How many minutes a day does your smartphone steal?
If you’re anything like me, too many. Waaaay too many.
We don’t give those moments away on purpose, of course. Our time is valuable; it’s precious; it matters.
Yet most days you realize that, by the time your head hits the pillow, you’ve missed out on some of what poet Mary Oliver calls “your one wild and precious life” because you’ve been constantly digitally distracted.
For me it’s the moments stolen from my kids that hurt the most. Each time I am on my phone and look up only to notice one of the kids needing my attention, my heart sinks.
Andy Crouch, author of The Tech-Wise Family writes, “An awful lot of children born in 2007, turning ten years old as this book is published, have been competing with their parents screens for attention their whole lives.”
Their whole lives. Think about that.
Philip Yancey, in the recent Washington Post piece, “The death of reading is threatening the soul,” quotes, “Willpower alone is not enough. We need to construct […] ‘a fortress of habits.’ ”
But how? How can we wrench ourselves free from our digital leashes, save ourselves from the electronic abyss, protect ourselves from the hourly onslaught of pocket buzzes, pings, rings, and tweets?
Is it possible? Or are we doomed to live lives that are ever-distracted, ever-frazzled, never settled, and never at rest?
How can we make space for our families, our friends, our neighbors, our very souls in the digital age?
It’s a question I’ve been pondering for years with no real answers.
Until about six months ago, when I hit a breaking point. I was addicted to my phone, to being constantly connected, to the quick dopamine hits of likes and shares, to the distraction that is the digital universe.
It had to stop. But how?
“Maybe,” I thought, “I can just create better habits. Maybe rules can save me. That’s it! No phones at the dinner table. No screens after 9pm. No checking my email first thing in the morning. Less scrolling on social media.”
This was awesome. For about a day and a half.
It turns out that digital willpower with digital media is the same as any other type. When we rely on willpower alone, we will nearly always fail. Think about it: how many times have you tried to start a new diet, exercise more frequently, make a New Years’ resolution only to have it fail within days?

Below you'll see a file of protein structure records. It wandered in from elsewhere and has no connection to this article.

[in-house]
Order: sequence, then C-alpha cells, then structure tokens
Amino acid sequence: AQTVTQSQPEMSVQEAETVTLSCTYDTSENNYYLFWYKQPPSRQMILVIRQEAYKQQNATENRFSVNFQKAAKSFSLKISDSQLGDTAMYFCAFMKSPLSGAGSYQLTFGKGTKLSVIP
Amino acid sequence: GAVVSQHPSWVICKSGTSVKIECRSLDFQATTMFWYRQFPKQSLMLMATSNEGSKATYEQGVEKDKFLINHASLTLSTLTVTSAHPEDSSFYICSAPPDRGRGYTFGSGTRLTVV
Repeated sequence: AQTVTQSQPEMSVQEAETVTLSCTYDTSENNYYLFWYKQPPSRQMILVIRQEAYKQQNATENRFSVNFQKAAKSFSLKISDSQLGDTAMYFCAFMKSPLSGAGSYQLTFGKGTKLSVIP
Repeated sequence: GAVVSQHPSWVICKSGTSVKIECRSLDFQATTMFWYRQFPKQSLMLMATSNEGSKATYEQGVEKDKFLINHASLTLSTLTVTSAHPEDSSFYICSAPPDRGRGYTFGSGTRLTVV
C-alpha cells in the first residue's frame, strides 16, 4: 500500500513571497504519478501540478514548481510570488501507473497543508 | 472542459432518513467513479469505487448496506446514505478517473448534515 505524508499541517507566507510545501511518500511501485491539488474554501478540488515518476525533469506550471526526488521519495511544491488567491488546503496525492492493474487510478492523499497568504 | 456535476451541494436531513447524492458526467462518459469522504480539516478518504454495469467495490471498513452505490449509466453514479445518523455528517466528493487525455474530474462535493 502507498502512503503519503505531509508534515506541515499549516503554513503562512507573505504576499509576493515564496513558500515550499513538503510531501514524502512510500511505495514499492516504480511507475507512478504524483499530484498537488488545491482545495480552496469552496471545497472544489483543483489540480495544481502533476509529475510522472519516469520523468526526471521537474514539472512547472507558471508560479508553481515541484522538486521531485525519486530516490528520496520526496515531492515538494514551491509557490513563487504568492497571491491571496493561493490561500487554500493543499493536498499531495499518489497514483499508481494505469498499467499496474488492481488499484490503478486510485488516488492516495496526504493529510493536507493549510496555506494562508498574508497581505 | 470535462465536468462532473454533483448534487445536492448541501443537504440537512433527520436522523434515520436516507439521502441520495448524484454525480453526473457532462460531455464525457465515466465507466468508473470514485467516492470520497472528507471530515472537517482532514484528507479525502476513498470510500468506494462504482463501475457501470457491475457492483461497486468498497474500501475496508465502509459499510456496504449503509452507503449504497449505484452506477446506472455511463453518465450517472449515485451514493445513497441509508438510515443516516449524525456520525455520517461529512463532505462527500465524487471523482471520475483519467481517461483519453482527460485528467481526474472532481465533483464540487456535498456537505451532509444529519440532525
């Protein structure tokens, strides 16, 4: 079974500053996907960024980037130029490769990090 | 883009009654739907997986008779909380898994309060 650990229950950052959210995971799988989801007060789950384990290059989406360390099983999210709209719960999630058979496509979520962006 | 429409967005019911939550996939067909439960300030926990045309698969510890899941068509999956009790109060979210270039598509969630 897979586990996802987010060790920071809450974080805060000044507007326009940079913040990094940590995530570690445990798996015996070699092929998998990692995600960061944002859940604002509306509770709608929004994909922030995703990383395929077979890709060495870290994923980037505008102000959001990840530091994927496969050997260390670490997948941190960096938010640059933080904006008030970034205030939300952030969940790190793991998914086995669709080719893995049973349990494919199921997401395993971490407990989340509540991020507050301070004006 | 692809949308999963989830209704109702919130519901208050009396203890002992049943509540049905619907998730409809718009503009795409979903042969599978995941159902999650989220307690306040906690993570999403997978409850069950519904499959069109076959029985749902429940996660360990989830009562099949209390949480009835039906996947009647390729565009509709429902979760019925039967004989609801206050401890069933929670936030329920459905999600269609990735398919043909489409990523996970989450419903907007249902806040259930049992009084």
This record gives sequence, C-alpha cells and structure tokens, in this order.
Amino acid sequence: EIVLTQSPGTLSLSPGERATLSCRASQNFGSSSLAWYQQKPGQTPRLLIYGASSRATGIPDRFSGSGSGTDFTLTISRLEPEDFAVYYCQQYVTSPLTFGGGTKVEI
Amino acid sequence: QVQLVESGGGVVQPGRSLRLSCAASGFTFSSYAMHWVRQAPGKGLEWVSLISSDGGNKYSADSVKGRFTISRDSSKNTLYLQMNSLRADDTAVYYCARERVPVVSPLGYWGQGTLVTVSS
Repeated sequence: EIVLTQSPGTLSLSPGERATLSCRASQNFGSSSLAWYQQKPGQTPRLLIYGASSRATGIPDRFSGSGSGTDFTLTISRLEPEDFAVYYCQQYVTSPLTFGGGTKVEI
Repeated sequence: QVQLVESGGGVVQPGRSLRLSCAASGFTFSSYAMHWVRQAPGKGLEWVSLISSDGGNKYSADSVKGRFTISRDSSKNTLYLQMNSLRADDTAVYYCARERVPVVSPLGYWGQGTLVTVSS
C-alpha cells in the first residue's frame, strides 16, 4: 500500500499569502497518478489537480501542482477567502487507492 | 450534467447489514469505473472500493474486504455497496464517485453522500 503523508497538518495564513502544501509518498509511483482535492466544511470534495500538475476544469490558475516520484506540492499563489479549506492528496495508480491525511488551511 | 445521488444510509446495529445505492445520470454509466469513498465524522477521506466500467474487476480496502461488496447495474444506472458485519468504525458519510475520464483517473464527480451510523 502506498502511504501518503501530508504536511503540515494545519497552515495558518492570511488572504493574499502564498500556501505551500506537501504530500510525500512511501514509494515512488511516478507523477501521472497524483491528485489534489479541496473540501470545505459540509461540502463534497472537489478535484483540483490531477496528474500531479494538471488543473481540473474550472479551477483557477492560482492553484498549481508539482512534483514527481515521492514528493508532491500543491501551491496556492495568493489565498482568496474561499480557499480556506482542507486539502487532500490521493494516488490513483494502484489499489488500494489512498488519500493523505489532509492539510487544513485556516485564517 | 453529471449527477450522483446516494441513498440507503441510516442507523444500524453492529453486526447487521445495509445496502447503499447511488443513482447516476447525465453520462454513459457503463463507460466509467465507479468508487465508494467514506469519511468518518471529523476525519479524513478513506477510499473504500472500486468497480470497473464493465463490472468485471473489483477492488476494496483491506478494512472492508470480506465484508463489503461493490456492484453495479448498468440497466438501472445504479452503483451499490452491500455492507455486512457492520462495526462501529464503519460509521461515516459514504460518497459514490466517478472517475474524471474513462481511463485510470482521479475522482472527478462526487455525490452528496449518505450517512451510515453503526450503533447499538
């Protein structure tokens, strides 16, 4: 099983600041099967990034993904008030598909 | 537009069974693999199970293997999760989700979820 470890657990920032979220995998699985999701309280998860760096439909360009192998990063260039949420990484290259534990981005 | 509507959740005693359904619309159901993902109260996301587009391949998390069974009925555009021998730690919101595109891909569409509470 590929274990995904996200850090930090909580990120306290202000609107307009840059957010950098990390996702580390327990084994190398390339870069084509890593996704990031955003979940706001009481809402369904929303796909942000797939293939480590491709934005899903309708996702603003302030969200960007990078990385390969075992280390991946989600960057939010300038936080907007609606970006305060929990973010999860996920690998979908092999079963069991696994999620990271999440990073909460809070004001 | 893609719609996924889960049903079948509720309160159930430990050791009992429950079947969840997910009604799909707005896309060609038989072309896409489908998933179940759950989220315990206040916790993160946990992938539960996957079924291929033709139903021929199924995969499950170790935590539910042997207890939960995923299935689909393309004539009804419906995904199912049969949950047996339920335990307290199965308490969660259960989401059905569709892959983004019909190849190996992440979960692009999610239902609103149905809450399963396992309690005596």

Willpower isn’t the answer.
It was the ancient Greek poet Archilochus who first said, “We don’t rise to the level of our expectations, we fall to the level of our training.”
But I’d argue that even the best training can’t compete with beautifully engineered digital devices and the thousands of code-writers, photographers, graphic designers, and marketers on the other side of a screen invested in getting us to click, click, click.
What then, is the solution?
We can outsmart our smartphones.
Here’s the only thing that’s worked for me:
Unloading the phone.
What do I mean?
Not getting rid of a smartphone entirely – they can be genuinely helpful devices. (Though some people do that, and I applaud them!) For me it’s not the solution. I need a GPS or I’ll get lost alllllll the time, since my sense of direction is akin to that of a tipsy squirrel.
I’ve simply unloaded absolutely everything I can from my smartphone so it’s now just a phone, a texting device, a GPS, a camera, and a Bible.
My settings are changed and password protected (with a password I asked my husband to set and keep for me) so that I no longer have Internet access. I unloaded all my games; I purged my publications. My phone no longer has Facebook or Instagram, mobile email, Snap or Twitter.
It wasn’t easy. But it’s awesome.
Every app I deleted was hard. I mourned having easy Facebook access. I stressed over losing Instagram. I justified keeping it all. (“I use Instagram for the church’s college ministry!” “How will I ever know what my sister’s dog is up to without Snap?!”)
Yet with every single app I deleted, my settledness grew. My presence in the real world strengthened.
The thing about a smartphone is, it’s always easier to use it than to not. So I simply eliminated the number of things I could go to for instant gratification and distraction.
Now there’s nothing to check, unless someone’s called me or I’ve gotten a text.
I check email from an actual computer. I post to Facebook from my laptop, and I can’t be constantly digitally distracted every minute of every day any longer.
In long lines, I have my Bible app.
At stoplights I have time to pray.
While cooking dinner I chat with my kids (or, more often, referee their cage matches, because – let’s be honest – creating soul space doesn’t make your kids into perfectly behaved cherubs overnight…).
Late at night my phone isn’t a temptation because it doesn’t link me to the endless Internet. I sleep better. I feel better. I miss none of it.
Yes, it’s occasionally inconvenient. I now make quite a few more phone calls to check businesses hours or restaurants’ menus – things I used to do easily with a screen tap or two.
And every so often I get the password back from my husband to reload a web browser for a few days because I’m traveling and genuinely need my email.
But I can’t reload any apps without asking him (a necessary safeguard for me, since self-justification is real and I’d reload it twice a day if left to my own devices…). He’s been a great partner in helping me digitally detox.
So here’s my challenge to you:
Unload your phone.
That’s right: take it off. Take it alllll off, or very nearly all.
Try it for a week and see what you find.
I think you’ll find some soul space and you’ll never go back.
What boundaries have you set around digital technology? How has it been helpful for you?